International benchmark increased to $73.62 per barrel on Monday at 0650 GMT while American benchmark West Texas Intermediate (WTI) rose to $65.44 a barrel.
The U.S. oil rig decline supported higher crude oil prices on Thursday, April 18, which represented the end of last week's trading since European and U.S. markets closed to observe the Good Friday holiday.
The number of oil rigs in the U.S., which indicates the short-term oil production in the country, was down eight to 925 for the week ending April 18, oilfield services company Baker Hughes said Thursday.
Brent oil ended Thursday at $71.95 per barrel -- up 0.46% for the day, and WTI closed the day with a 0.38% gain at $64 a barrel.
Crude oil prices were slightly up during the week with declines in U.S. crude oil inventories and production, in addition to the possibility that OPEC and Russia could ramp up their production in the second half of 2019.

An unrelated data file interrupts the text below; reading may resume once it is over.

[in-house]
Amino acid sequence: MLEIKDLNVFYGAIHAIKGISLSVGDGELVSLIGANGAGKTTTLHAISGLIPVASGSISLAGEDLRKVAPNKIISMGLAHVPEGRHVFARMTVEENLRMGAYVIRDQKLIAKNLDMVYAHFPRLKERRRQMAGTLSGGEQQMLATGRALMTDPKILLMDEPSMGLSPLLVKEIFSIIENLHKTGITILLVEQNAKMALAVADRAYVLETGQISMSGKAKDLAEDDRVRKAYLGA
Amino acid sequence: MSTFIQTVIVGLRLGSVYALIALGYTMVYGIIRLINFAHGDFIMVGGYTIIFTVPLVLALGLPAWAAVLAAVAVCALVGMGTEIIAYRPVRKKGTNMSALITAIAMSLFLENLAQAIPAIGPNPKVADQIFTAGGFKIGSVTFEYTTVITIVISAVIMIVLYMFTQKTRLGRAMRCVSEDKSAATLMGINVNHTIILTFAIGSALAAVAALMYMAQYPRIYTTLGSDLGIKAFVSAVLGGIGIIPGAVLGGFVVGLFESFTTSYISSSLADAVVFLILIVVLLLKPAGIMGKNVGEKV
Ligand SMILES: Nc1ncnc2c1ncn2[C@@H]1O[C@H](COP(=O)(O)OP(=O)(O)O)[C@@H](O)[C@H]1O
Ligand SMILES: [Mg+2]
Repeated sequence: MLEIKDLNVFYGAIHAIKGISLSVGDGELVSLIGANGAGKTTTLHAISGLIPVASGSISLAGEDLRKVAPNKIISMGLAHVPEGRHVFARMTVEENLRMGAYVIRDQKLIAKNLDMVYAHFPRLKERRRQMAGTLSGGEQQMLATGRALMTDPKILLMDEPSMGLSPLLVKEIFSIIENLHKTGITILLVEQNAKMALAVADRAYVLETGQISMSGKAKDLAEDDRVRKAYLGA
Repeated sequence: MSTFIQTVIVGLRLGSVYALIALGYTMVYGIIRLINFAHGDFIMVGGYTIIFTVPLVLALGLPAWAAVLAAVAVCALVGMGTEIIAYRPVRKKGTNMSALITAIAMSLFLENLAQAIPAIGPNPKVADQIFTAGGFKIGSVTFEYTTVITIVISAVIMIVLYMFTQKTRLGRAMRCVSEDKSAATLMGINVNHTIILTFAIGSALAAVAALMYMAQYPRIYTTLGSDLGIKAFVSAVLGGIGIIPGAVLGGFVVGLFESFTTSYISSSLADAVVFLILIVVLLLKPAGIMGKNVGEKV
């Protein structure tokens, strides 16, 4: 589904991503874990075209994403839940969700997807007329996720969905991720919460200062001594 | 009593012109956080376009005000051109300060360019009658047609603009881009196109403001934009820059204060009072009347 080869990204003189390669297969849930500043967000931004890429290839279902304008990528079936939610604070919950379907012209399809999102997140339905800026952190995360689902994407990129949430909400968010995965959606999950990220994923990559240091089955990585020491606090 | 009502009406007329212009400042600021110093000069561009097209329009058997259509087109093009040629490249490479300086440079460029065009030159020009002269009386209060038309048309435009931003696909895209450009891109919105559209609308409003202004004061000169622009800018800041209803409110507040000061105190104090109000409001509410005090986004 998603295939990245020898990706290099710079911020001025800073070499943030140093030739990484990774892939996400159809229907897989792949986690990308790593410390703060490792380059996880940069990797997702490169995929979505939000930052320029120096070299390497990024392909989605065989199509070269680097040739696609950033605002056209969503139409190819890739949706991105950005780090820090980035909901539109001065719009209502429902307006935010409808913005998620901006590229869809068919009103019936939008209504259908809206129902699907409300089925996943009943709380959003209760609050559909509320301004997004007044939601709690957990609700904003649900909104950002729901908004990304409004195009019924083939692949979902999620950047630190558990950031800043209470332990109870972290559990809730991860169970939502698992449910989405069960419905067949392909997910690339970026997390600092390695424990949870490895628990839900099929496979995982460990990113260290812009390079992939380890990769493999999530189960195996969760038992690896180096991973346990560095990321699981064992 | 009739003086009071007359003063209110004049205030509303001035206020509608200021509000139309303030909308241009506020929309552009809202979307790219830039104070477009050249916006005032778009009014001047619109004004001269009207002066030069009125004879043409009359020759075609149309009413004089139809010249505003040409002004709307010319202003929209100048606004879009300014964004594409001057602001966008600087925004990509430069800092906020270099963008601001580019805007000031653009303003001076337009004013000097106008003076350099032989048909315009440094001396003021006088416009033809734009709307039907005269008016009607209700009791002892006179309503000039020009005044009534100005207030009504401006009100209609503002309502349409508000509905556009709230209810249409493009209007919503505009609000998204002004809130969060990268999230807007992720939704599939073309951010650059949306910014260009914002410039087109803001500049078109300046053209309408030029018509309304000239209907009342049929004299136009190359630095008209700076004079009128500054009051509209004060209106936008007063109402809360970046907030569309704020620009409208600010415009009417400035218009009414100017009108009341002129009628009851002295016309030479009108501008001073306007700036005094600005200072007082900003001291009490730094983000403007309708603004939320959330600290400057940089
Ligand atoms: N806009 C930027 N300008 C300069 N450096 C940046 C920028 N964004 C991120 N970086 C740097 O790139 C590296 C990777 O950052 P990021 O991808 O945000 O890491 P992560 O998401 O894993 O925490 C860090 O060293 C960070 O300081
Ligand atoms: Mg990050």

Brent crude posted a 0.5% increase for the week, while WTI gained 0.2% to end last week.
U.S. Secretary of the State Mike Pompeo plans to announce on Monday that the administration will no longer renew Iran sanctions' waivers upon their expiration on May 2. The eight countries that the waivers apply to are Turkey, Japan, South Korea, China, India, Taiwan, Italy and Greece.
In May 2018, U.S. President Donald Trump withdrew the U.S. from a nuclear deal, which was signed in 2015 between Iran and the P5+1 group of nations (the five permanent members of the UN Security Council plus Germany).
Last year, following the sanctions announcement, the Trump administration granted waivers to eight countries including China, India, South Korea, Turkey, Italy, the U.A.E. Japan and Taiwan -- the top importers of Iran's oil.
By Gulsen Cagatay